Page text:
Veterans honored at Hot LZ Wall

Paul Boerger
Presenting the flags during yesterday’s Veterans Day ceremony at the Living Memorial Sculpture Garden on Highway 97, northeast of Weed.

On this Veterans Day, November 11, 2014, America has been continuously at war for 13 years. From the 2001 Afghan invasion to Iraq, over 6,800 US service men and women have been killed, in addition to more than 50,000 wounded.

At the Hot LZ Wall, next to the Living Memorial Sculpture Garden outside of Weed, the cold didn’t deter several hundred people from gathering to honor and remember the country’s veterans, both living and dead.

As several speakers noted, November 11 was originally designated Armistice Day in remembrance of the end of World War I, which ended on the 11th hour of 11th day of the 11th month in 1918. Congress officially changed the name to Veterans Day in 1954 to honor all service men and women.

Siskiyou County Sheriff and Weed Police Department Chaplain Andy Grossman was the keynote speaker. Grossman spoke on a wide range of veteran’s issues including PTSD, killing and destroying as the job of the military, the psychological cost of learning to kill, the strength veterans can gain from military service, and the need for veterans to forgive themselves for what they may have done in the military.

Pastor of the Abundant Life Nazarene Church in Mount Shasta, Grossman noted that in addition to his Army service in Korea, he comes from a long line of family members who served in the military including his great grandfather in the Civil War, grandfather in World War I, father in WW II, brother in Vietnam, son in the Army, and cousin US Army Lt. Colonel Dave Grossman, who wrote a Pulitzer prize nominated book, “On Killing.”

“He saw first-hand some of the psychological effects of combat on family members and went on to pursue a career primarily in helping veterans and law enforcement overcome some of the damage they incurred in their service,” Grossman said.

He noted the psychological cost in learning to kill and that many veterans were damaged by it, saying the purpose of the military is “to kill and destroy.”

“Most were able to overcome and grow in spite of it. We became strong leaders in our families and communities and country,” Grossman said. “We learned how to deal with the stress of combat. War tends to strengthen, empower and mature a veteran. You don’t hear much about that side of war. But the fact is that a majority of veterans experience no psychological problems and most do recover from it to become stronger than ever.”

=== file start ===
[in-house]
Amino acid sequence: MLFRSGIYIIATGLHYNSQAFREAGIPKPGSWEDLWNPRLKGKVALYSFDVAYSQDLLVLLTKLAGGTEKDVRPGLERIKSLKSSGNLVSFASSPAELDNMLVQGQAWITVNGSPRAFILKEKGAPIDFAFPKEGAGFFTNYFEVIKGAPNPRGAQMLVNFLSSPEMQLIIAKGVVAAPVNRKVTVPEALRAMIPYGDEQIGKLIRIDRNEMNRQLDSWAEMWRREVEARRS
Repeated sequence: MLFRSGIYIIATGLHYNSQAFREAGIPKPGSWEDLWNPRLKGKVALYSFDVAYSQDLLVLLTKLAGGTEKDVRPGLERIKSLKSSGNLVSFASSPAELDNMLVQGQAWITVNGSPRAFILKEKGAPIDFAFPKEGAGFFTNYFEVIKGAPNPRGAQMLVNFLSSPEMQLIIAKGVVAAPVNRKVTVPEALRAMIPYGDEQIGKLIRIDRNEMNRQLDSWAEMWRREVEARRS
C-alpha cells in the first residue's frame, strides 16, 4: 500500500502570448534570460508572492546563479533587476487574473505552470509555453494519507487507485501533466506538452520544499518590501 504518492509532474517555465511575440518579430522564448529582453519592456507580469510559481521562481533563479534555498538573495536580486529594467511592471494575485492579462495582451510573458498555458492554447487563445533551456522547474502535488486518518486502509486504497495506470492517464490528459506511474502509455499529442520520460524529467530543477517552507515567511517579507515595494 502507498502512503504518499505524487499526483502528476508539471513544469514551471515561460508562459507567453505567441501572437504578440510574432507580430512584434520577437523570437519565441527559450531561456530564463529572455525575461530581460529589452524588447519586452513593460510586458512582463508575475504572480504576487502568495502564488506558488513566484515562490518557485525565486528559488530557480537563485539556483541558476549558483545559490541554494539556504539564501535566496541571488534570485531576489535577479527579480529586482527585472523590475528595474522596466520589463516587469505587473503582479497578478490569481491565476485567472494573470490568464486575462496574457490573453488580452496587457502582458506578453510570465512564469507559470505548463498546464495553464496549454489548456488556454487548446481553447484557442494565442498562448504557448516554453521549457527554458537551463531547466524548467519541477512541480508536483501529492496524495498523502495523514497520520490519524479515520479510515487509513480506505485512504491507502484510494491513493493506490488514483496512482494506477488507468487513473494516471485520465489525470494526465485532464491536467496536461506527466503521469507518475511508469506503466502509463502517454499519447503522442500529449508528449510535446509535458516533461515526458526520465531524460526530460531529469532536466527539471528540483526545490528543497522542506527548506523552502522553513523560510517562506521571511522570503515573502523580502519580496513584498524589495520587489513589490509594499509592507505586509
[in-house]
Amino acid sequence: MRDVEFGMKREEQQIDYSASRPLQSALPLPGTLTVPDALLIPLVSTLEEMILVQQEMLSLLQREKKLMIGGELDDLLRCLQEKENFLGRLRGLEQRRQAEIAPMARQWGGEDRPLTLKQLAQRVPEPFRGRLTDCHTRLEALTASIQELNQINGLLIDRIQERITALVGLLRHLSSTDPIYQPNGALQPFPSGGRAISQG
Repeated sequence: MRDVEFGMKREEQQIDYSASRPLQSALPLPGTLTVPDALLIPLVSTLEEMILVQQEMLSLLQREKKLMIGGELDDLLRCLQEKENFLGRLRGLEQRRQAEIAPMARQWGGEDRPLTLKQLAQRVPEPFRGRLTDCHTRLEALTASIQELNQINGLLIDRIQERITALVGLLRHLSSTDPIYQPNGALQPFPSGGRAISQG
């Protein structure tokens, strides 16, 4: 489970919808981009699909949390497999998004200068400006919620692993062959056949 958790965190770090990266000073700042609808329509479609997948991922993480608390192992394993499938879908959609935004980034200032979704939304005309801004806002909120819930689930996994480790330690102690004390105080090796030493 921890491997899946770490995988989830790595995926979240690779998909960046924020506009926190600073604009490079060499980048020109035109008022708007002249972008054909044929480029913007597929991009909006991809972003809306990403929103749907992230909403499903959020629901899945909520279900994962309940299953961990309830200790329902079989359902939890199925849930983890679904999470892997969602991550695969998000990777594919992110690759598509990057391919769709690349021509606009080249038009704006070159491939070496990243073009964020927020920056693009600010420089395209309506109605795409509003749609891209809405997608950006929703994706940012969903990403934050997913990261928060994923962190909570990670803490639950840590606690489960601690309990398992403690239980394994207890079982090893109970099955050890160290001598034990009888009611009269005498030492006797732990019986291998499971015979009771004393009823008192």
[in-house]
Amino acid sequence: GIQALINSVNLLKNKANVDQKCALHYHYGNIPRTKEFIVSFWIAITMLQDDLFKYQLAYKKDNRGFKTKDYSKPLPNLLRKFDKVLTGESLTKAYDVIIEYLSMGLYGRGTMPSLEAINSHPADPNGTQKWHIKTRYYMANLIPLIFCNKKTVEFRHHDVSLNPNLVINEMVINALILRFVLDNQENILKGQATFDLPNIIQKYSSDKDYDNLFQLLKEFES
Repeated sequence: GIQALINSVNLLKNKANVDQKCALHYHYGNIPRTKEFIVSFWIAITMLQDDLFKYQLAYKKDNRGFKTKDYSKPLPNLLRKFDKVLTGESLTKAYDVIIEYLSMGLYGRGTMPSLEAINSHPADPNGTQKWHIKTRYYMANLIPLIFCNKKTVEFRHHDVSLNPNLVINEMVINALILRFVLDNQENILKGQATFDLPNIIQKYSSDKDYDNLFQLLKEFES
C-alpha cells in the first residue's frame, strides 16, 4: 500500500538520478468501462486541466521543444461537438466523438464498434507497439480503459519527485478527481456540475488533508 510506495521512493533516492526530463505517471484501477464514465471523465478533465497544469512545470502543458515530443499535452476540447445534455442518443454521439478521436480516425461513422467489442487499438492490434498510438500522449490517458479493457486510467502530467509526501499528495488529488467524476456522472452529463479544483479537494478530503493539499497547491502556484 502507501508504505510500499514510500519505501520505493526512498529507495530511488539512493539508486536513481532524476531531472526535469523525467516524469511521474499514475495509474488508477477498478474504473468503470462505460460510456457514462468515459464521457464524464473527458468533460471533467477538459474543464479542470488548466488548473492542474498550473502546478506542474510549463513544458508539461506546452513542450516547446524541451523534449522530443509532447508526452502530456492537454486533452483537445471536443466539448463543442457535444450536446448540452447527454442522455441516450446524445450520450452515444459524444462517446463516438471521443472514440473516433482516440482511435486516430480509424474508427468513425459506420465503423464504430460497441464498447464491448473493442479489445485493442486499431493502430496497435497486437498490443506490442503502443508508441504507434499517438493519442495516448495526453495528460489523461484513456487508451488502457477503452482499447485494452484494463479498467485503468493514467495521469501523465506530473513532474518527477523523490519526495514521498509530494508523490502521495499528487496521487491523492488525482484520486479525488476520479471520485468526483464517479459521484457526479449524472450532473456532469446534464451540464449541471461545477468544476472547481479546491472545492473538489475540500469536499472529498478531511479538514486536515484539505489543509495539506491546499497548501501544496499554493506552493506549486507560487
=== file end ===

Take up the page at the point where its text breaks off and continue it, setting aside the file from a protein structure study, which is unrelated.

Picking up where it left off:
Grossman said the problem with PTSD is that “Many people never realize they have a problem.”

“But they drink more, smoke more, get angry more, divorce more and on and on it goes,” Grossman said. “Now we know more. We know how to deal with it.”

Grossman urged veterans not to be a “macho man” and to seek help if needed. He said veterans should avoid a “perpetual pity party.”

“Many veterans do the John Wayne thing and battle their problems alone,” Grossman said. “Get the help you need. Choose to be victorious, not victims. It is our choice. If you are one of those who can’t shake the images or have to push those unpleasant memories to the back of your mind, I want you to know, you are forgiven. We forgive you. God forgives you. You need to learn to forgive yourself. And there is help for you in learning to deal with it.”

Grossman related his father’s feelings of guilt, even on his deathbed, over what he did in combat, before finally finding solace in God’s forgiveness.

“Dad passed away shortly thereafter. He carried that weight all his life unnecessarily,” Grossman said.

Grossman said that when he returned home from military service he found that life “wasn’t worth living.” Like his father, he found God could give his life purpose.

“I found forgiveness and purpose. Veteran, I want you to know that there is forgiveness for you. Let the battle be over. There is purpose and meaning to your life,” Grossman said. “Most veterans find that meaning and spend their lives making the world a better place. For that, we, your country, owe you a continuing debt of gratitude. So stand proud, veteran. This is your day.”

The ceremony included the dedication of new veterans names added to the Hot LZ Wall, presenting of the colors and a rifle salute by the Marine Corps League Siskiyou Detachment 936, national anthem by the College of the Siskiyous Jazz Choir, Taps played by trumpeter Dr. Scott Durbin, and Amazing Grace played by bagpiper Bob Budesa.

Master of ceremonies was retired US Navy Commander Dean Whetstine. Robert Menzies gave the invocation and the benediction was spoken by Mercy Mount Shasta chaplain Ray Horst.